There are many, many difficult, impossible days when you have young children. The days you slog through without sleep. The days when no one stops crying, nothing gets done, you never get to shower or eat, and when you finally get them all to sleep, there’s nothing left to do but cry until you yourself pass out from exhaustion. I am only just beginning to see the light at the end of the tunnel, my youngest being 4-year-old twins who still creep into our bed at night and have wild tantrums. Every night I read to them until they fall asleep, their beautiful faces at peace at last, buried in their elephant and unicorn. Their cheeks and chins still fit in my palm when I kiss them goodnight and creep out the door. They are growing, growing; each day reminds me “children don’t keep,” but despite how tough the past eight years have been with four kids eight and under, when I watch them sleep I say a small prayer that I won’t forget the bad days.
The days when I clean the kitchen, only to come back around the corner and see the floor littered with 10,000 Goldfish crackers. The marker, paint, Sharpie, chocolate milk, and crayon on the couch, the wall, the desk, their skin. The giant glob of homemade slime I scraped out of my son’s sheets with a fingernail. The pee in the car seat, poop in the bathtub, face-on-the-ground wild tantrums at the grocery store. The booger collection on my boy’s wall. The hysterical fits over a blue cup instead of a green one. The nights singing Christmas carols and dancing around the bedroom until my arms ached while my tiny daughter screamed from silent acid reflux. The walks in the backyard at midnight with my son in a moby wrap to soothe his colic. The dinners that ended up on the walls and floor; the sippy cups full of milk that hardened under the seat of my car in the summer heat, the tantrums and sass, the shirts and towels ruined with blood when my oldest needed stitches for a head gash, the day I turned around to realize my baby girl, who couldn’t swim, had gotten into the deep end of the pool without us noticing until we hauled her out, terrified at what could have happened.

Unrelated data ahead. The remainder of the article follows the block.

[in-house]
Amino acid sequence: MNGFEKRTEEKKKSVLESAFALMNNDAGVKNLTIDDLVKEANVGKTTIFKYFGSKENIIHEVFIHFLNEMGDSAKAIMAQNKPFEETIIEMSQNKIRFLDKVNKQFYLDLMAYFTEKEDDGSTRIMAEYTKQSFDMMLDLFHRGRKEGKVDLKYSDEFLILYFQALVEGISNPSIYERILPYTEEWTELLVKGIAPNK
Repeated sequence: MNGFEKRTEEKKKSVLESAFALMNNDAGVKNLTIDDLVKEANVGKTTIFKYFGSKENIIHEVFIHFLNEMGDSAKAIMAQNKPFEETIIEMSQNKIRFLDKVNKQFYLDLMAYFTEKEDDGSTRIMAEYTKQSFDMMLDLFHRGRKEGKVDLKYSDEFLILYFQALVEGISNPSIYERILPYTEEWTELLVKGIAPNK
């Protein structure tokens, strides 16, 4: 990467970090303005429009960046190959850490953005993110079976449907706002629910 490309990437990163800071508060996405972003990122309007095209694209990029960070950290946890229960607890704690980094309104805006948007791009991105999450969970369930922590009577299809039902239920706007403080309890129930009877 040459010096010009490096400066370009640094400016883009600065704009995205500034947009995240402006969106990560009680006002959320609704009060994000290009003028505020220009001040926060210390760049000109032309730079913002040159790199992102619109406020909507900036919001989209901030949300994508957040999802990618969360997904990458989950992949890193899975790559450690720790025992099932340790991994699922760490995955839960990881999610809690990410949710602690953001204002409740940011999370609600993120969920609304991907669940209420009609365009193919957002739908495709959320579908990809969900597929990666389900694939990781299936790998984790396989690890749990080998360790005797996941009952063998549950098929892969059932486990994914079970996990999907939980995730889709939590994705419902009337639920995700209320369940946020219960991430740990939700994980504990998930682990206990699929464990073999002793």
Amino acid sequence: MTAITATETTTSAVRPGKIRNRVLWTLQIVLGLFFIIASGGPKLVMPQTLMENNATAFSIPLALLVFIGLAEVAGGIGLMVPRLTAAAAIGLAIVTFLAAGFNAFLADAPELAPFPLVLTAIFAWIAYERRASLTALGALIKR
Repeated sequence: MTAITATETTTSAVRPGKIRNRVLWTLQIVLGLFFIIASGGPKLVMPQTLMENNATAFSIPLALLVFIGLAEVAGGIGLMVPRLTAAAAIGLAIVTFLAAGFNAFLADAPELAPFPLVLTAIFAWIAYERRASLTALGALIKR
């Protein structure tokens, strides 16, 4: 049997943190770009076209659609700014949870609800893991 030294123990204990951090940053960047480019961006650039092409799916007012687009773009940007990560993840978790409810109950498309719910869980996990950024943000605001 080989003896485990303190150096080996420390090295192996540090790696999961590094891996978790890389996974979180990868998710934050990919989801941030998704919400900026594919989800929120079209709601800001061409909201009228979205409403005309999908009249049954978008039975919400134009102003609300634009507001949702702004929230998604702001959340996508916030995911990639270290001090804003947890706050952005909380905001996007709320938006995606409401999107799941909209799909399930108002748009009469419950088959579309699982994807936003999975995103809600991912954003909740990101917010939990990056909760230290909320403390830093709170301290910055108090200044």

One day soon, I know, as my oldest works her way through middle school and we celebrate our last day of preschool, these baby years will be a blurry memory. Unicorns and board books will grow into uniforms and textbooks. Visits from the tooth fairy turn into visits to the orthodontist. My older two — their sweet faces no longer fit in just my palm when I kiss them goodnight. There are still the books to read, but now they have long chapters and no pictures. There is still the excitement of discovery and learning something new, there is still celebration of the milestones they reach and the achievements they accomplish, but now those things are larger, bigger, and mostly outside our home. They are no longer the sweet small miracles of first steps or the first night of full sleep without a pacifier, first teeth, or first awkward crawl over the rug. Those milestones are no longer tiny steps toward growing up — they are giant leaps. They are school spelling bees and dance recitals, duathlons and 5Ks, baseball games, and golf tournaments. They are iPods and babysitting other people’s babies.
I know I will always remember all the sweetness of a squishy infant tucked under my chin, the hard belly laughs of a toddler, the muted pad-pad-pad of feet zipped in a sleep sack coming down the hall, or the tiny click-click-click sound of a 9-month-old sucking a pacifier to sleep. And though my arms still ache at the thought of all the babies I’ve held through the long nights, I pray to always remember the hard days so my heart doesn’t break completely by their growing up.